Medications can sometimes be shipped with your pet however this again will differ with countries. If your pet will need to undergo quarantine at their destination then special paperwork may need to accompany the medication and it would be advisable to send a small amount only as this will likely not be returned to you after quarantine has ended. Keep in mind medications will need to be in appropriate containers and correctly labelled by a veterinarian.

Q: What goes in my pet’s crate when they travel?

A: Although our initial thought might be to make our pet as comfortable as possible on their flight, unnecessary items can significantly reduce the amount of space they have to move around during flight. The ideal bedding is that which wicks moisture away from the surface and provides a nice layer of comfort without being too bulky. We recommend using VetBed. Your pet can travel with an item of comfort such as a T-shirt or a small, thin blanket with familiar smells however this should not take up too much space.

Your pet will have one or two waterbowls attached to one side of the crate with a funnel to top water up from the outside pre- and post-flight. Consider the material the crate is built from as some pets may chew or scratch the bowls or crate doors/sides. If this is the case a plastic crate with stainless steel bowls may be safer than a wooden crate with plastic bowls.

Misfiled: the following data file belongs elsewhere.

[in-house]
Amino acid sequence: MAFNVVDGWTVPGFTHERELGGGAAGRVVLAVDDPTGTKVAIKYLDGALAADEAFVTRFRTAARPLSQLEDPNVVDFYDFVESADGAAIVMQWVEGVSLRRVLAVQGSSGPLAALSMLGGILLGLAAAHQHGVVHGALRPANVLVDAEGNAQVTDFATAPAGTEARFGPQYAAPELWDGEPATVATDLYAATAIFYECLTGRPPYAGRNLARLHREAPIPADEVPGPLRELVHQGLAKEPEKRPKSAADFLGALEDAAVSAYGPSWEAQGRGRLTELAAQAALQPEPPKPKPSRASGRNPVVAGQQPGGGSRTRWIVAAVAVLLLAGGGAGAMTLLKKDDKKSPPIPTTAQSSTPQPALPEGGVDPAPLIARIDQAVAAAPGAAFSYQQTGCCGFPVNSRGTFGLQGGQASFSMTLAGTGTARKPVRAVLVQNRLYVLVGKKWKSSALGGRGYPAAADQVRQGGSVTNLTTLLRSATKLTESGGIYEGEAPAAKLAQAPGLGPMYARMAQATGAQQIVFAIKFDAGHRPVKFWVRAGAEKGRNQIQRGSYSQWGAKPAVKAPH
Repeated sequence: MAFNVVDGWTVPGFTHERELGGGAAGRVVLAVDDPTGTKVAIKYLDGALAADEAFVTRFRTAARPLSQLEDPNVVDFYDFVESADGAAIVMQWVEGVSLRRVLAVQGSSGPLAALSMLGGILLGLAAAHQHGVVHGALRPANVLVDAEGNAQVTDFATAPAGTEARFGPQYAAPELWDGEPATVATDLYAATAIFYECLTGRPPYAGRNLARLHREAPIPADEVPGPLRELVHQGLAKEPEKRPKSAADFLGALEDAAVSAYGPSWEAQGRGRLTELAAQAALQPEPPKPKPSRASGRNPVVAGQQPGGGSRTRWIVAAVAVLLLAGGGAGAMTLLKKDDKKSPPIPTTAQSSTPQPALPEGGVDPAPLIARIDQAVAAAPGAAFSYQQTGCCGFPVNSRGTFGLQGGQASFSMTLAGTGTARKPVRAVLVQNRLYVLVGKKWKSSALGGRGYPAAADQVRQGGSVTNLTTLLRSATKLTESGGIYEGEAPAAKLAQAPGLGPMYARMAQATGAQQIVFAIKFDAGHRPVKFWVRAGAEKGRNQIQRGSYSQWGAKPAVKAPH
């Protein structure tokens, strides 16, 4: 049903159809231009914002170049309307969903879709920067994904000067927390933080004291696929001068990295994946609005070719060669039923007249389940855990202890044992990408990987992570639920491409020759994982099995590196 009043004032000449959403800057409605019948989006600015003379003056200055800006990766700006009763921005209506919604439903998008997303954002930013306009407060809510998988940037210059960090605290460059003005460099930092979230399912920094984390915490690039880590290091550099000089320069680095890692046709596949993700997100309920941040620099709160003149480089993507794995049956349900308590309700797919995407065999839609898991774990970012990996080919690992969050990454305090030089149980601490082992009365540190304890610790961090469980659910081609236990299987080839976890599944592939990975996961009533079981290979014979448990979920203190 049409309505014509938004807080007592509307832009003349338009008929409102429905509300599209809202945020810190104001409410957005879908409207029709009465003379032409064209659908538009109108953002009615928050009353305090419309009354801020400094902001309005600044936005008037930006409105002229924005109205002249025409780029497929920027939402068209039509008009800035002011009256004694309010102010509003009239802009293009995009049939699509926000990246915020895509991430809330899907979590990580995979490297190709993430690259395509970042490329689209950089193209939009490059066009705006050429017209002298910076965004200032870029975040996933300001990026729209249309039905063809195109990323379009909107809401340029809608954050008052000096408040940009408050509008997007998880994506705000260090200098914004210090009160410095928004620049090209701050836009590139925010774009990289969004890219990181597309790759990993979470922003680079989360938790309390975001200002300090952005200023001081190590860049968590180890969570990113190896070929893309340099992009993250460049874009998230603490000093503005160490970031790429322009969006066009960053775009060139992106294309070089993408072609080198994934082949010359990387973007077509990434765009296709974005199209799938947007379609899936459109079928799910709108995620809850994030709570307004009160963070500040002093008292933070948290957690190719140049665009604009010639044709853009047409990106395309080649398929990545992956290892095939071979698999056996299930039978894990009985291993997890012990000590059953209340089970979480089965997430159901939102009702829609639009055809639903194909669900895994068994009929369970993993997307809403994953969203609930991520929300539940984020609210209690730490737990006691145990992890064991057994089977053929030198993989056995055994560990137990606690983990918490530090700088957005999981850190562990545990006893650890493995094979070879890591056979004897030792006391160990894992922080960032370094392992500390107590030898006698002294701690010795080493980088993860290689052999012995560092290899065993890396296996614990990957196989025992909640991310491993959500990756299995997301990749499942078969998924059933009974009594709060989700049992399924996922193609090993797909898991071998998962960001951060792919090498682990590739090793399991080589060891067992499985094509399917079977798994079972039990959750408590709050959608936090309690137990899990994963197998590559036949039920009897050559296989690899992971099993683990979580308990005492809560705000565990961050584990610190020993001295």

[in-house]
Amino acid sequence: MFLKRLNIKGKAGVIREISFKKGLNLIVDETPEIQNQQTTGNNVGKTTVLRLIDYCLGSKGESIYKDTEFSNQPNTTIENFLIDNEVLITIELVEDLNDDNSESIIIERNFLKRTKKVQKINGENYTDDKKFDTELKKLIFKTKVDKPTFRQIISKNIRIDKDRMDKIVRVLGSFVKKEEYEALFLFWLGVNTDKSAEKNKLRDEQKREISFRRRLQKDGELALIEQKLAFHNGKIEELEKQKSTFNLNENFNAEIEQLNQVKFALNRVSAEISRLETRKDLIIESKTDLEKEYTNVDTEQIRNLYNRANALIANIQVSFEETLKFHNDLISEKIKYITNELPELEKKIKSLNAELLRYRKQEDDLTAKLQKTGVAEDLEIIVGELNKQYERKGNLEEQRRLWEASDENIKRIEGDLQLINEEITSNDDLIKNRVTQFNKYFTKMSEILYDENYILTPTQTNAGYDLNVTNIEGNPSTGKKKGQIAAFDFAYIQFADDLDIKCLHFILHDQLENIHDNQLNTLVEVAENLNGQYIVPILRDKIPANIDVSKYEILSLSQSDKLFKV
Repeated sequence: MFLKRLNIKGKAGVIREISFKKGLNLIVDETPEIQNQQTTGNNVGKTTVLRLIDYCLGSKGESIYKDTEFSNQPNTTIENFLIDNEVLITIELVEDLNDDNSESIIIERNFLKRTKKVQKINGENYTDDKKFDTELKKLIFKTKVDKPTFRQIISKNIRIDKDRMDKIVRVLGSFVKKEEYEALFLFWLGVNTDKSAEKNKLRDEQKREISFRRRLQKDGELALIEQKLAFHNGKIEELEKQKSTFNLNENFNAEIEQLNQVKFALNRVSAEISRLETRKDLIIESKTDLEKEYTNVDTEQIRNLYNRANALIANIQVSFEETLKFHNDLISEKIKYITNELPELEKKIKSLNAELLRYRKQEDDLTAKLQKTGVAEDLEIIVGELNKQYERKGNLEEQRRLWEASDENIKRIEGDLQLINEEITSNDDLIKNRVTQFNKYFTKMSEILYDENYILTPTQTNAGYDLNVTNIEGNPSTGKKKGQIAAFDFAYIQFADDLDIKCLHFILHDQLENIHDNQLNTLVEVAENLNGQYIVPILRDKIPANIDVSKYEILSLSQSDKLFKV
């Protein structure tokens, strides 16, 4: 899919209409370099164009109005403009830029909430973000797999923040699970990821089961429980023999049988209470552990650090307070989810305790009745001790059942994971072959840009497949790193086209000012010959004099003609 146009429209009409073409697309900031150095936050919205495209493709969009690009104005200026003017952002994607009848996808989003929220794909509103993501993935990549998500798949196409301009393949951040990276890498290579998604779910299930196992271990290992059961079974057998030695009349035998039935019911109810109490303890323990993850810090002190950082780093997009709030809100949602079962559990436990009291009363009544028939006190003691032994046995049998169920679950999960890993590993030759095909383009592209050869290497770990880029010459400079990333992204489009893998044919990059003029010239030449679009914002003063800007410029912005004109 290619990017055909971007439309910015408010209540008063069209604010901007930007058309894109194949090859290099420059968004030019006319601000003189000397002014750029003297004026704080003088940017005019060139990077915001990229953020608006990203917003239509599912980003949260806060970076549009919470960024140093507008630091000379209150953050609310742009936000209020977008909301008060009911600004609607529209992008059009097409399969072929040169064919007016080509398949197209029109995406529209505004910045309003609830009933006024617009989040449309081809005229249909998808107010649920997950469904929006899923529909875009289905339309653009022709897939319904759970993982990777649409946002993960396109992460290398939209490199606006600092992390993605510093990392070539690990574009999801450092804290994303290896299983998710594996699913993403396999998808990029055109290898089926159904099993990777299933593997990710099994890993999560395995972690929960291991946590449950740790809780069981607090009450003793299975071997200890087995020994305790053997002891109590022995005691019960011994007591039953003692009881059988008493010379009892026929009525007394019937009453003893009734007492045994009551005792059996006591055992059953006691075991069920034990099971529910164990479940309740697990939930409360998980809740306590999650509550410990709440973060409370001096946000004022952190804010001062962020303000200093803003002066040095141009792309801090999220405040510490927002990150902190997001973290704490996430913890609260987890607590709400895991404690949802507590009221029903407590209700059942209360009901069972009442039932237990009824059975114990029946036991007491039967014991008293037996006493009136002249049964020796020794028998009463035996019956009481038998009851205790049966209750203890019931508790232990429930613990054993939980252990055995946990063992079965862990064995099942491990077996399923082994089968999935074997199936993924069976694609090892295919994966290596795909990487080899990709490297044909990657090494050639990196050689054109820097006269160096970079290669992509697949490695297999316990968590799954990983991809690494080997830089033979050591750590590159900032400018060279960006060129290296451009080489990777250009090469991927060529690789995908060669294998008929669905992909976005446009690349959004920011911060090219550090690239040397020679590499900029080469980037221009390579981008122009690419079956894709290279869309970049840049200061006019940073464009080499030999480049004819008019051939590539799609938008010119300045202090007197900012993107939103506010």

Q: Should I be there to see my pet off?

A: Its true what they say about animals picking up on their owner’s feelings. You may want a friend or family member to drop your pet off at the kennel or airport or a driver to pick them up if you think it might be a teary and distressing farewell for you. You don’t want to leave your pet thinking that there is something terrible happening! Keep the goodbye as positive and happy as you can and as difficult as we know it might be, try not to fuss too much!

Vaccination and microchip clinic now available


Did you say what I think you said?

Is your pet microchipped? Are they due for vaccination? Have they been treated for parasites?

Heathrow Vet Services is now offering a friendly vaccination clinic open to the public. Whether you are travelling or not, it is important for your pet to be protected against infectious disease and have a routine health check. We are conveniently based at Heathrow Cargo Centre and offer a friendly service at a competitive price. By appointment only – call 02036914622/07733322525

Virgin Atlantic Approved Vets

New Australia import regulations come into effect in February and according to the import permits we have seen there will be no need for any sealing of crates. HVS are approved by Virgin Atlantic for pre document checks required within 24hours of departure. We are happy to meet you at the airport or whatever suits you best!

Here to help for last-minute airport assistance

For a stress-free pre-flight vet check, stamp in passport or authorised letter, or if you’ve forgotten to deworm your pet or apply tick treatment in time, contact Heathrow Vets!  Our Official Veterinarians are stationed on-site at Heathrow Airport and ready to help.